Geopolitics Today: Wednesday Issue

Good Morning Everyone!

It has been a busy day in the world of Geopolitics, so that this issue will be considerably longer than yesterdays. Additionally, my friend and business partner @Jeremiah S and I produced part II in our "Markets and Politics" series where we discuss the coming chaos in the US Presidential transition, implications of a split Legislature on stimulus, the future of the 2017 tax reform, the impacts of a Biden foreign policy on international markets, and much more. If you're interested in hearing our thoughts, I'll be linking the video below. Have a good day, everyone!

Markets and Politics with Jeremiah & John: Part Deux

Turkey to Overhaul its Economic Strategy: The Erdogan Pivot

After the rally in the Lira over Monday and Tuesday, Turkish president Erdogan unveiled his new economic agenda that focuses on the three pillars of price, financial, and macroeconomic stability. During the announcement, he promised that he was in the process of setting up meetings with international investors and financial institutions to encourage increased returns and reduced risk for doing business in Turkey.

With this press conference, we start getting the full picture of what transpired over the past five days concerning all the reshuffling in the Erdogan cabinet and the central bank. When Central Bank Governor Murat Uysal was dismissed Friday night, it was likely to see what the reaction from markets will be after given time to digest the news over the weekend. The positive reaction in the Lira's visible appreciation... (More)

John Fadool
OSU Grad & Freelance Geopolitical Analyst

Geopolitics Today: Tuesday Issue

Good Afternoon Everyone!

Today has been a rather uneventful news cycle for Geopolitics, which seems to be a Tuesday trend. Regardless hopefully, you enjoy today's shortened edition of Geopolitics Today. Looking forward to the comments!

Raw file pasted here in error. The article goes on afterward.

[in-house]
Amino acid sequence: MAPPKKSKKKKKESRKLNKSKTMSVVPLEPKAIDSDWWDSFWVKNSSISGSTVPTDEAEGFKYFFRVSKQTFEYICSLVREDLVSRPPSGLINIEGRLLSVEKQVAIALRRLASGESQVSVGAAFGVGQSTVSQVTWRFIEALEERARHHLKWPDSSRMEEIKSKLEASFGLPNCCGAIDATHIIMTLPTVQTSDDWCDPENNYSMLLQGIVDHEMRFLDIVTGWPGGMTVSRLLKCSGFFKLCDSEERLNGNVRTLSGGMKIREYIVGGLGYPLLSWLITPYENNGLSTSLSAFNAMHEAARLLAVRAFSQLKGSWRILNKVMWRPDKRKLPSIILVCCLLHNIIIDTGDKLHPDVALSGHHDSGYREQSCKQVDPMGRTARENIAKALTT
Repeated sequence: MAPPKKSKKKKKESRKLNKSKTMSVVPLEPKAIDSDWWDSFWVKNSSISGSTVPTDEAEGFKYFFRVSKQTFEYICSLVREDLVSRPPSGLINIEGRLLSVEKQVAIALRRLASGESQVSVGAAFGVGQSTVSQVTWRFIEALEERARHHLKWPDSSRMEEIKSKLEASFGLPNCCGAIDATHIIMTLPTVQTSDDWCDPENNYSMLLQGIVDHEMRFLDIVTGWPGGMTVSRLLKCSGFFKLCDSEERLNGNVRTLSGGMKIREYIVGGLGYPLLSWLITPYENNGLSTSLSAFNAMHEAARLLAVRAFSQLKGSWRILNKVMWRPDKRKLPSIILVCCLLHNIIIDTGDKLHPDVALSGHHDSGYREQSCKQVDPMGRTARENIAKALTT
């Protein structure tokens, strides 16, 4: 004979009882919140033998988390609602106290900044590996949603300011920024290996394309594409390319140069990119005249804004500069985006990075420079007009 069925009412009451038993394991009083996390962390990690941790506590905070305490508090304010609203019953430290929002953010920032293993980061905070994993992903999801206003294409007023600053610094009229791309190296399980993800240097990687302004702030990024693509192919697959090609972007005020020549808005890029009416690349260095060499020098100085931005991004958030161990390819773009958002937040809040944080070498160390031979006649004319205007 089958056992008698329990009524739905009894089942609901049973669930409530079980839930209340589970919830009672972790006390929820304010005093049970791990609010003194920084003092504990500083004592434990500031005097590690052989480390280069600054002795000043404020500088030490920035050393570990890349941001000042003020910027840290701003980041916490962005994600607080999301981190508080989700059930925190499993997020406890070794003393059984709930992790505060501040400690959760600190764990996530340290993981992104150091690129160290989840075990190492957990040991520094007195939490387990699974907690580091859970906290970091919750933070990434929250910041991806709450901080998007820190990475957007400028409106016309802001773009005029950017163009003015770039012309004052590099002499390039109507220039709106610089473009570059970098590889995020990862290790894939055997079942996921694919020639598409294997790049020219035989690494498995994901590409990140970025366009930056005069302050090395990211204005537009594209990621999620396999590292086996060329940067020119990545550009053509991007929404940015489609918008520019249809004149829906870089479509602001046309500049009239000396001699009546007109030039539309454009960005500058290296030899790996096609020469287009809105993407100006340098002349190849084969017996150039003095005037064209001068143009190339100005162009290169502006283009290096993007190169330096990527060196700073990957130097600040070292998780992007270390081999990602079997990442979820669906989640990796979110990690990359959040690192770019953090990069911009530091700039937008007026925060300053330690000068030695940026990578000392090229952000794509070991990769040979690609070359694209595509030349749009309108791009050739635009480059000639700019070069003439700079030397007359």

The War Between Armenia & Azerbaijan Ends: Russian Peacekeepers Deployed

Last night the leaders of Azerbaijan and Armenia signed a Russian brokered peace agreement that would see land transfers of areas taken by the Azeris during the conflict retained by the Azeri Government and Russian peacekeepers deployed along the line of control.

The Russian military will be deploying nearly 2,000 peacekeepers, 90 armored personnel carriers, and 3800 vehicles and pieces of special equipment along the Lachin corridor. It's been broadly hinted at by Russian officials that even though Armenia is part of the CSTO (Russian answer to NATO) that any Russian military intervention would be contingent on Armenia being aggressed upon by another nation. The Russian said that this conflict didn't meet that standard. This broadly indicates that the Armenians started the conflict despite knowing that they were not only outnumbered but grossly outgunned with the expectation that Russian intervention would see them take large swaths of Azeri territory.

To no one's surprise, the Russians, despite having military bases in Armenian territory, buttoned up and declared their neutrality, leaving the Armenians to defend themselves against a much superior foe. The Armenian managed to hold out for just over a month with most of the gains made by Azeri military forces being made over the past... (More)